IFAs fear they will be left to shoulder much of the £100m cost of implementing the ABI's standard-raising initiative Saltr.
The ABI says implementation of the project will cost the industry £100m and individual life offices as much as £8m each.
Saltr aims to raise indus-try standards by awarding companies an accreditation mark once they meet certain criteria.
But some IFA representatives believe the costs will filter down to independent advisers at a time when margins are already being squeezed despite the ABI's insistence it will not cost IFAs a penny.
ABI spokesman Vic Rance says IFAs will escape any cost as they will not have to become accredited.
But Sofa spokesman Robert Reid says IFAs may incur hidden costs.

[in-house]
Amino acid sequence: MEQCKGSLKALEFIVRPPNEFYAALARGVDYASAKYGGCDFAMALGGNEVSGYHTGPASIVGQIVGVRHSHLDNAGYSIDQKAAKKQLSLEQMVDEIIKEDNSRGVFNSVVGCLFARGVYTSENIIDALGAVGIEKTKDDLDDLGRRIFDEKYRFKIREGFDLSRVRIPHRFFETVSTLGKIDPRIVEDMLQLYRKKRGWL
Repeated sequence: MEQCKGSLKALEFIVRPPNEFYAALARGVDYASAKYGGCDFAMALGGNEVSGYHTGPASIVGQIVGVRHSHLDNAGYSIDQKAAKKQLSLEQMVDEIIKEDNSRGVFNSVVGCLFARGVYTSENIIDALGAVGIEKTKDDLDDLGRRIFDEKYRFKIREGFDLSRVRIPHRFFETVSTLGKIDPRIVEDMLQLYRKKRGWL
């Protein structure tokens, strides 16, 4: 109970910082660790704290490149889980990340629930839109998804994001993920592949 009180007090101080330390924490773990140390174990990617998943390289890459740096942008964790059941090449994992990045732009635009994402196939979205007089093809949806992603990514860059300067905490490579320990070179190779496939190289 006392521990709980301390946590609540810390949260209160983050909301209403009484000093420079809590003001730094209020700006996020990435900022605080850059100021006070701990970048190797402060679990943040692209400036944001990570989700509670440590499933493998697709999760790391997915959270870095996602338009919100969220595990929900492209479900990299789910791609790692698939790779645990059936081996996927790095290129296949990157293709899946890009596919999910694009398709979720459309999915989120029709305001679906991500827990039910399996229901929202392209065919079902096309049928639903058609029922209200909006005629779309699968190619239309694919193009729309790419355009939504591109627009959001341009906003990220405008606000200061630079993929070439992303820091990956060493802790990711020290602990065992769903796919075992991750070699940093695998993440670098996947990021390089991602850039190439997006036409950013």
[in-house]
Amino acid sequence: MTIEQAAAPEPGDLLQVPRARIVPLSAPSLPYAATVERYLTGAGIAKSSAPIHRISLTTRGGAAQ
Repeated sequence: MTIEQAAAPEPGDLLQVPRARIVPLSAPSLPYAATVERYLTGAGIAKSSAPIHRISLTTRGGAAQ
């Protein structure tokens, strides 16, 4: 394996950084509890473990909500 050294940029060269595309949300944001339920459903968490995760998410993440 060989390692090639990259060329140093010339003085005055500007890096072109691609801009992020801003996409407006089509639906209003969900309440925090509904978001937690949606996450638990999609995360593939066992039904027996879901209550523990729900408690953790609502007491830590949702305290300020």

He says: “IFAs could suffer from a general reduction in commission when the changes are implemented. This comes at a time when charges are already being held down as a result of stakeholder.”
Hargreaves Lansdown man- aging director Peter Hargreaves says: “More bureaucracy creates more ineffic- iency. It will be £100m on the industry and then £100m on us and consumers will eventually pay somewhere down the line.”
IFAs and product providers are also concerned at the ABI's choices to head Saltr's pensions, protection and investments accreditation board, with both chairman Sir Michael Bett and chief executive John Cox unknown within the industry.
Bett is currently First Commissioner for the Civil Service and was formerly chairman of the Cellnet Group while Cox spent nearly 30 years at Shell Chemicals.